Gone Dark
Screen Media Films // R // $26.98 // June 1, 2004
Review by John Sinnott | posted May 13, 2004
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The Movie:

In his book Hype and Glory screenwriter William Goldman (Princess Bride, Butch Cassidy and the Sundance Kid) talks about movies that just don't work out.  There are some movies that will have a great cast and crew but when they are finished, they are much worse than one would expect.  In the book he mentions a few films that this has happened to.  He could add Gone Dark to the list; a movie with some very good actors, and a talented director that should be much better than it is.

May Markham (Lauren Bacall) is an old lady who lives in an apartment by herself.  She's awoken one night by a loud noise, what turns out to be a gun shot that kills her neighbor Denny (Henry Czerny.)  It's not clear if it is a case of murder of suicide.  Denny's girlfriend, Monica Pierce (Claire Forlani,) runs into May soon after Denny's death, and the two have coffee.  As it turns out, Monica is an undercover cop who has infiltrated a drug ring.  While she's gotten close to the boss, she's also gotten hooked on heroin.  Denny had some evidence that could break up the drug syndicate, or it could possibly implicate Monica in a murder.  With his death those incriminating items have turned up missing, and Monica desperately wants them.  But when May finds a package addressed to Denny was accidentally delivered to her apartment, should she give it to the frantic Monica?

This had the potential to be a suspenseful, engrossing movie, but it just doesn't quite get there.  The story is told in a nonlinear fashion, jumping forwards and backwards through time revealing different parts of the plot as it goes.  While this did work well at the beginning, jumpstarting the movie right away and filling in the details later, it also was the films greatest weakness.  The constant jumping of the narrative made it hard to get to know any of the characters.  You think the movie will focus on one person, and then they disappear for ten minutes.  That makes it hard to feel sympathy or even care what happens to them.  The plot was fairly straightforward, but it seemed very mysterious because of the way the story was told.  The problem was that it drew the various subplots out too long.  The main mystery at the beginning of the film is whether or not Monica is evil.  It took so long to get an answer to that question, with several other mysteries popping up along the way, that by the time it does get answered, I really didn't care anymore.

Another problem that I had with the movie was the ending.  Without giving anything away, it seemed to me that the author had painted himself into a corner and couldn't find a way out.  While the movie does have a definitive ending (I've always disliked those "what do you think happens next" endings) I thought they took the cheap way out.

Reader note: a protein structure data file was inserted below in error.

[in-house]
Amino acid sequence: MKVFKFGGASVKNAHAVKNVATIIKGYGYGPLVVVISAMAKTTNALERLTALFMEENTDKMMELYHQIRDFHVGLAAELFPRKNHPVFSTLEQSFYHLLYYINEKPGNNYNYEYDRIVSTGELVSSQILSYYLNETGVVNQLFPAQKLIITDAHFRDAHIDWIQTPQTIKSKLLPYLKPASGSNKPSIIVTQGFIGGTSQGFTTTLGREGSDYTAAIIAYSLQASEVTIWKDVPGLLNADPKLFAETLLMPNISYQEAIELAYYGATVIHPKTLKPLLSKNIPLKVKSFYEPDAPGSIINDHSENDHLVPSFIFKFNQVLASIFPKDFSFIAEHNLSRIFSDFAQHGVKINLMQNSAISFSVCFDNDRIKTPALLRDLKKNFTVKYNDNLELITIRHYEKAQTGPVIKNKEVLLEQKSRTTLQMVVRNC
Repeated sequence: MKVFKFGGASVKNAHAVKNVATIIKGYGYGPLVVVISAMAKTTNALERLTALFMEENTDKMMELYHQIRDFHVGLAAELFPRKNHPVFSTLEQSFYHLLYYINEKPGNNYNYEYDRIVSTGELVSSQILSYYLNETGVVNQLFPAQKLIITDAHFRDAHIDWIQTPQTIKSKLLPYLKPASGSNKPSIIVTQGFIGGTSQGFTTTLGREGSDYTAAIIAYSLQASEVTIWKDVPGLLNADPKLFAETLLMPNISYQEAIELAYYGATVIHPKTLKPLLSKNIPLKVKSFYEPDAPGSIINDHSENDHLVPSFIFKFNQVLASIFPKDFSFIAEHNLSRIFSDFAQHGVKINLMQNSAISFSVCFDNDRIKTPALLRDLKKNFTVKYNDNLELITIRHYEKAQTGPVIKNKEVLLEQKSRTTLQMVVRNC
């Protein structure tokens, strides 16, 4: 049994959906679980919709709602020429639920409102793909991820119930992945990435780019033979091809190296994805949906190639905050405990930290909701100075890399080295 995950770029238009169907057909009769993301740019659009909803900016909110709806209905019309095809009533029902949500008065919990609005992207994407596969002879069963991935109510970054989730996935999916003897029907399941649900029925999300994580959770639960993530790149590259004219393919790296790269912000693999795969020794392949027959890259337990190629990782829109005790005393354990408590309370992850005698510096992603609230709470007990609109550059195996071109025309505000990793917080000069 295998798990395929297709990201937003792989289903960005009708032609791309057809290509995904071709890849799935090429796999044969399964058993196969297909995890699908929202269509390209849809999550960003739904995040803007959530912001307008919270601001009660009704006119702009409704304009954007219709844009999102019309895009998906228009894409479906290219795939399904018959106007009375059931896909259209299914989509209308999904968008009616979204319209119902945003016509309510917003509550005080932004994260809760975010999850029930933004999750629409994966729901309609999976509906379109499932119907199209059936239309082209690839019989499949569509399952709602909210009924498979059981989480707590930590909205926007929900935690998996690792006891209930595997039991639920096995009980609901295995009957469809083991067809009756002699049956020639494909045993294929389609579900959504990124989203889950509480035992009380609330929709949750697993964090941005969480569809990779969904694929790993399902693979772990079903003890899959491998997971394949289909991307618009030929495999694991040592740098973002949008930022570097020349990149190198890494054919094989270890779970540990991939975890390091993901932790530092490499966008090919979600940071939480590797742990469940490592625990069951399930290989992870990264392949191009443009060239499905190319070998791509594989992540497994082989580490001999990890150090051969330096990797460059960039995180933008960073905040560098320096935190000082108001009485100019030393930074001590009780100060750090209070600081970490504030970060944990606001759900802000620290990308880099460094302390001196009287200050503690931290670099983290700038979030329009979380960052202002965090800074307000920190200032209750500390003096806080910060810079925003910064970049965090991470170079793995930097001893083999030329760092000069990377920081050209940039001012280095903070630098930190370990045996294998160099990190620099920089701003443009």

The acting was very good for the most part.  Lauren Bacall did an excellent job, as usual.  She was very convincing as an older woman who gets caught up in a dangerous situation but manages to keep her cool.  Her sense of humor and stately attitude really make the picture.  The scenes with her in it were much more interesting than the scenes without her.
Claire Forlani was pretty good, but her voice is a little too whiney for the character she played.  When she's telling a drug dealer why he's only getting half the money that he was expecting, it sounds like she's holding back tears instead of being as tough as steel.  Otherwise she does a good job, especially when she was playing a strung out addict.
I could tell that director Lewin Webb really tried with this movie, but just couldn't quite make it appealing.  The visual style and tone were very nice, but the story was just too much of a mess.  Webb did include some nice touches included interesting transitions between scenes.  He would often focusing on a bright light until it fills the screen and then quickly fades it to revel the new setting.  While it wasn't the first time such a transition was filmed, he used it to good effect.

The DVD:


There is a choice between stereo and 5.1 audio tracks on this DVD.  I viewed the movie with the surround sound and it did an adequate job.  The gunshots were forceful and the music was clear.  The dialog was easy to understand, and there was no hiss or distortion.


The anamorphic widescreen video was fairly nice.  The colors were a little muted, but the detail was fine and the contrast was good.  There was a little bit of cross coloration in the backgrounds of a couple of scenes, and just a little bit of aliasing, but not a significant amount.  Overall this was a nice looking DVD.

The Extras:

There is really only one extra on this DVD:  a reel of interviews with the cast.  This half hour featurette starts with all of the major actors talking about their character and giving their thoughts about the film.  After that there are a series of on the set shots, watching the cast and crew film the movie.

Final Thoughts:

While this isn't a bad film, it really isn't great either.  The acting was very good, but the plot lines dragged out for too long and it was hard to become interested in the fates of any of the characters.  Rent it.

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